I simply want to thank all of my friends and clients; past, present and future, for your support. Your trust and confidence in me is always appreciated. Even though I may not send you an email every day to tell you, I want you to know that I am truly thankful that you allow me to serve your legal needs and assist with your business and personal matters.
I hope you and your loved ones have a safe and Happy Thanksgiving!
All my best,
As we near the end of 2012 and think about our estate plans, the main question that arises is "What will happen to the Estate Tax Exemption in 2013?" If only I had a crystal ball I could tell you the answer to the $1,000,000 question. However, since I do not, here is some information to help you plan properly.
In 2013 the Estate Tax Exemption will decrease from $5,000,000 to $1,000,000 per person. There is a chance congress will vote to change the exemption amount, but for now this is the plan. Yes life insurance, in most cases, is included in your estate. For many of you reading this newsletter.... Congratulations! In nine weeks you will have a taxable estate. Depending upon your individual circumstances there are ways to lessen the potential tax issue (55% tax), some of which are listed below:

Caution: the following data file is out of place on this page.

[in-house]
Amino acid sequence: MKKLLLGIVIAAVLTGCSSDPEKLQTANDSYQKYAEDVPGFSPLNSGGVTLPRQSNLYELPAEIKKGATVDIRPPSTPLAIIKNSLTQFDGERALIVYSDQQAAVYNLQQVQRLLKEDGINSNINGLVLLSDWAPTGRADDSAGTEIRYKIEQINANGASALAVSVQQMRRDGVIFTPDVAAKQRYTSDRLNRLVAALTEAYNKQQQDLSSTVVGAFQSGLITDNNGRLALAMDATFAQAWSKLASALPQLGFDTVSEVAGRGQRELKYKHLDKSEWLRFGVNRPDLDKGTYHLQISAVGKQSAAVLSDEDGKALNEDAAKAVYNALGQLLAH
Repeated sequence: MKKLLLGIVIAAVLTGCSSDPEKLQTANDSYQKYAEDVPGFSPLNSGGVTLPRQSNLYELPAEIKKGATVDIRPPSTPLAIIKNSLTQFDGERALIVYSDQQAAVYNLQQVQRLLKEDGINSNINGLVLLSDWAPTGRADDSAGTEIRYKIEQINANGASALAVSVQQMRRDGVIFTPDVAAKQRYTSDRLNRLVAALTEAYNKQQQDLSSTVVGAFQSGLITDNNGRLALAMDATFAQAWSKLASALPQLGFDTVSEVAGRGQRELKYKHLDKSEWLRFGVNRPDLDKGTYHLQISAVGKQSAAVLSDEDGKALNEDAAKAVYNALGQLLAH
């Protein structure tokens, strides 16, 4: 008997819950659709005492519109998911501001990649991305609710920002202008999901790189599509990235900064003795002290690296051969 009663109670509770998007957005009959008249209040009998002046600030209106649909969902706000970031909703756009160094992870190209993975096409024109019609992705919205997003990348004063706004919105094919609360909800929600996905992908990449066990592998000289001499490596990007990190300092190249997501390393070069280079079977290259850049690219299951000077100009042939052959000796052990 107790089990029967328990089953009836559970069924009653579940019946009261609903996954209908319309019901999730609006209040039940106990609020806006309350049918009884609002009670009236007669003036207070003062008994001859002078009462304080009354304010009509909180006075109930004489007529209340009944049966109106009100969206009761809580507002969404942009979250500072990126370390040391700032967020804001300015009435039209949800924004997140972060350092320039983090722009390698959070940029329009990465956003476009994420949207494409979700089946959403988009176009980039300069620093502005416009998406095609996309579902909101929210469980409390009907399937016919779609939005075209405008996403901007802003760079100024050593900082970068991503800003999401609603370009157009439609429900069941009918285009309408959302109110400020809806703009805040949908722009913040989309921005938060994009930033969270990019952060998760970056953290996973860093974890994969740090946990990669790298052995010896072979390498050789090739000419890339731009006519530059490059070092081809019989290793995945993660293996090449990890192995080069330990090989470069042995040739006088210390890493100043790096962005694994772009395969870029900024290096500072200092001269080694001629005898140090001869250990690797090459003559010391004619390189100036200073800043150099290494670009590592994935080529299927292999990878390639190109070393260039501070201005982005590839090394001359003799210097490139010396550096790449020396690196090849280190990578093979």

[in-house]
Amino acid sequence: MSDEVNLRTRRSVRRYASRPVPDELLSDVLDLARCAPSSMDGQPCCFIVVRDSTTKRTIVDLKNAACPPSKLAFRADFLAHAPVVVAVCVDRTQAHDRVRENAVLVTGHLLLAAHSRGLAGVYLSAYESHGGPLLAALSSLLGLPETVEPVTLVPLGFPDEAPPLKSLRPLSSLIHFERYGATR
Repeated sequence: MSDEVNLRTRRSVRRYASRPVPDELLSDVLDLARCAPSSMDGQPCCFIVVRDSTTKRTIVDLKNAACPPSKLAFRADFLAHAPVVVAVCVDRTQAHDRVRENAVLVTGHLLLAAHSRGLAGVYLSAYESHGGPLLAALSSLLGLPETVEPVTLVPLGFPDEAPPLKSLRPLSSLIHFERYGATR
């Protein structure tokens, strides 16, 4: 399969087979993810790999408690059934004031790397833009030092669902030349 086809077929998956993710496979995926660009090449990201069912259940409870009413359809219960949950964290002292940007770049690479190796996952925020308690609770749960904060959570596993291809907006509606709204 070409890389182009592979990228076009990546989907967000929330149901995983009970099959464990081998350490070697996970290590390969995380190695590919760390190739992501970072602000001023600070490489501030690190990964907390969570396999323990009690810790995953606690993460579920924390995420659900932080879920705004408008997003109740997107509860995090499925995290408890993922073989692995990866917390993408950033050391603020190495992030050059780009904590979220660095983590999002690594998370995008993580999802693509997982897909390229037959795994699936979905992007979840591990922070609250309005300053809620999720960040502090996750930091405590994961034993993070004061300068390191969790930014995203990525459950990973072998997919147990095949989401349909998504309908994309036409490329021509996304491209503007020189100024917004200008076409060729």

1. Wills including Credit Shelter Trusts. This process should also include asset splitting between spouses, thereby taking advantage of each person's maximum exemption.
2. Life Insurance Trust. This is to hold life insurance policies outside of an individual's estate.
3. Gifting during 2012. The lifetime gift tax exclusion in 2012 is $5,120,000 . Gifting reduces your estate and this exclusion is substantially lowered next year.
4. Gifting to a Charity. Gifts to charity are not included in your taxable estate. Charitable gifts during life reduce your estate and can qualify for other tax savings.
This information is simply an overview of the issue. Every person's estate plan is unique and should be drafted to suit the individual needs and requirements of the client, If you have questions about your current plan or about the impending changes, do not hesitate to call me to discuss. As an attorney, I don't try and alarm; I provide you with basic information in these newsletters, so that you may make an educated decision that is best for you.
For the past month, the unfortunate tragedy of the Berry family from Houston, TX has been on my mind. Celebrities and communities across the country have come together to help three children, who lost their parents in a car accident that no one could have foreseen or prepared for. Not only did they lose their parents, but the Berry boys, Peter, 9 and Aaron, 8, suffered major spinal injuries in the crash. Their sister, Willa, 6, has broken bones. The children's aunt and uncle have since been named their legal guardians.